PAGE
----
Vanuatu: Kapalpal School
Type: Educational Development
Funding Need: $23,000 USD annually
A government project built the Kapalpal school on Tanna, near the village of Loanialu, in 1983 but did not pay the teacher, who quit. The Christadelphian Bethezer fund took over the school in 2009. Many parents see no value in education and consequently we charge no fees. Nevertheless since re-establishing the school it has become very popular: promised 70 students when we began in 2008, we were overrun with many more when doors opened. We had 230 students in 2014; by Feb 2015 we had 300 and after Cyclone Pam, a month later, 330. Nearly all of the additional students are for high school; with ages from 13-24. Bethezer pays for teacher’s salaries, furniture and student stationery. We don’t really have enough of anything at the moment.
Our buildings are full to overflowing. We have over 100 children in high school and some classes have over 50 students; so we are now paying assistants to help our teachers. This has really stretched our resources. Over the next few years we will build a classroom per year as we need rooms for years 10, 9, 7 and 6. We build separate rooms because less roof-area makes the buildings more cyclone resistant; and we build with earth-bags to reduce costs and match local practices. The total cost of building a room is ~$20 000 (freight is a significant proportion) and these costs will partially transfer into additional salary requirements for teachers assistants after expansion. We feel that our Father is pleased with the work that is happening at the Kapalpal Christadelphian School and the effect that it is having on the lives of the local people.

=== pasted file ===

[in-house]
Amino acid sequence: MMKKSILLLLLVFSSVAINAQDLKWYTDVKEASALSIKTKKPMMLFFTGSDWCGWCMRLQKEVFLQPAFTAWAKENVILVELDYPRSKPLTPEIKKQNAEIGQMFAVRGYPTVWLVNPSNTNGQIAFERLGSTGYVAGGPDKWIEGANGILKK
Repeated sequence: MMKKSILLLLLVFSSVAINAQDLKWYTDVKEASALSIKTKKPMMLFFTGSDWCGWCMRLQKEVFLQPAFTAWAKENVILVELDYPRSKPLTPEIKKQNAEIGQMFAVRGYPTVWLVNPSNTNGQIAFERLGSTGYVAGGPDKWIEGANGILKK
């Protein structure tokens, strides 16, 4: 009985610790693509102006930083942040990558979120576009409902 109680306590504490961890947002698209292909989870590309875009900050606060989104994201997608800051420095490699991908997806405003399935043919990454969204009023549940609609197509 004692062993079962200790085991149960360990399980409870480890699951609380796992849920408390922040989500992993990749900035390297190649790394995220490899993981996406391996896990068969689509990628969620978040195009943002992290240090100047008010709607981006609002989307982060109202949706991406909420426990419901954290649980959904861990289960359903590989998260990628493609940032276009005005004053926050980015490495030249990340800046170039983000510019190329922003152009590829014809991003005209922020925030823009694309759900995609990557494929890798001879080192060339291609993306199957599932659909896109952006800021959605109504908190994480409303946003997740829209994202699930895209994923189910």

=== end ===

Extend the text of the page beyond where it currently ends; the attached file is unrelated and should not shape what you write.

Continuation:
Bethezer also finances Small Business loans for brothers and sisters, since work is hard to find in Vanuatu. Bank loan interest is ~25%, micro-finance interest ~17%. We offer interest-free loans: of six granted, two have already been fully repaid. Each applicant submits their own idea for Bethezer approval. We provide a sponsor and a mentor in each case – the latter is necessary because the people are unaccustomed to handling money. Mentors stay in touch via text message. We currently have unfulfilled applications on our list for $3 000 worth of loans.
Bethezer is a small foundation and we only have a three month fundraising window when we are at home, which is also our only time to spend with our seven children and extended family. Recently Bethezer has had to rely on WCF to keep the Vanuatu projects moving forward. As a bottom line, with the loss of WCF funding, we request an annual $23 000 to run these programs.
Request authors: Bre Terry & Karen Nutter (Brisbane, Aus) & John Pople (San Francisco, USA)